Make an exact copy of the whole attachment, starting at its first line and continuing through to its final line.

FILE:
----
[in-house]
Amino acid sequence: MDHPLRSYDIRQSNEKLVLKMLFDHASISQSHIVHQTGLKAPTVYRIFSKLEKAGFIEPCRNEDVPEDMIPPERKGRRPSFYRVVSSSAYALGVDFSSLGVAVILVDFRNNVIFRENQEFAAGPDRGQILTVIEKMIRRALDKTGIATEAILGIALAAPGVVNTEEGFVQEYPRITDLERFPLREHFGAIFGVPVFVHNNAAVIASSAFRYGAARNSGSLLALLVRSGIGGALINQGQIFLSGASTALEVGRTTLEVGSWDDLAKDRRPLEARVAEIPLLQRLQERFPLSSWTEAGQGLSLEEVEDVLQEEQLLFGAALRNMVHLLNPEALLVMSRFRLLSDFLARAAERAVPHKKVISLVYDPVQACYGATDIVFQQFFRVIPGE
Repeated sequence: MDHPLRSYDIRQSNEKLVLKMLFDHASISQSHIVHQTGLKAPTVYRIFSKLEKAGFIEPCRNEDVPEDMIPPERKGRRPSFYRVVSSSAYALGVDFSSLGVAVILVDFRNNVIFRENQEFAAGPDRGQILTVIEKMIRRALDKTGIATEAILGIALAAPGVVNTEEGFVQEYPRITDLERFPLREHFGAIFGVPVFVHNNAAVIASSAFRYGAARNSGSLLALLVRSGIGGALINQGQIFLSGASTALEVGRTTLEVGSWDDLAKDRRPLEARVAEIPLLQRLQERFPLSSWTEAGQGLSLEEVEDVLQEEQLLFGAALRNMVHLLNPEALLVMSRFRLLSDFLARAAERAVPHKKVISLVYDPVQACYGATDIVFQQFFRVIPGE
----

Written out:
[in-house]
Amino acid sequence: MDHPLRSYDIRQSNEKLVLKMLFDHASISQSHIVHQTGLKAPTVYRIFSKLEKAGFIEPCRNEDVPEDMIPPERKGRRPSFYRVVSSSAYALGVDFSSLGVAVILVDFRNNVIFRENQEFAAGPDRGQILTVIEKMIRRALDKTGIATEAILGIALAAPGVVNTEEGFVQEYPRITDLERFPLREHFGAIFGVPVFVHNNAAVIASSAFRYGAARNSGSLLALLVRSGIGGALINQGQIFLSGASTALEVGRTTLEVGSWDDLAKDRRPLEARVAEIPLLQRLQERFPLSSWTEAGQGLSLEEVEDVLQEEQLLFGAALRNMVHLLNPEALLVMSRFRLLSDFLARAAERAVPHKKVISLVYDPVQACYGATDIVFQQFFRVIPGE
Repeated sequence: MDHPLRSYDIRQSNEKLVLKMLFDHASISQSHIVHQTGLKAPTVYRIFSKLEKAGFIEPCRNEDVPEDMIPPERKGRRPSFYRVVSSSAYALGVDFSSLGVAVILVDFRNNVIFRENQEFAAGPDRGQILTVIEKMIRRALDKTGIATEAILGIALAAPGVVNTEEGFVQEYPRITDLERFPLREHFGAIFGVPVFVHNNAAVIASSAFRYGAARNSGSLLALLVRSGIGGALINQGQIFLSGASTALEVGRTTLEVGSWDDLAKDRRPLEARVAEIPLLQRLQERFPLSSWTEAGQGLSLEEVEDVLQEEQLLFGAALRNMVHLLNPEALLVMSRFRLLSDFLARAAERAVPHKKVISLVYDPVQACYGATDIVFQQFFRVIPGE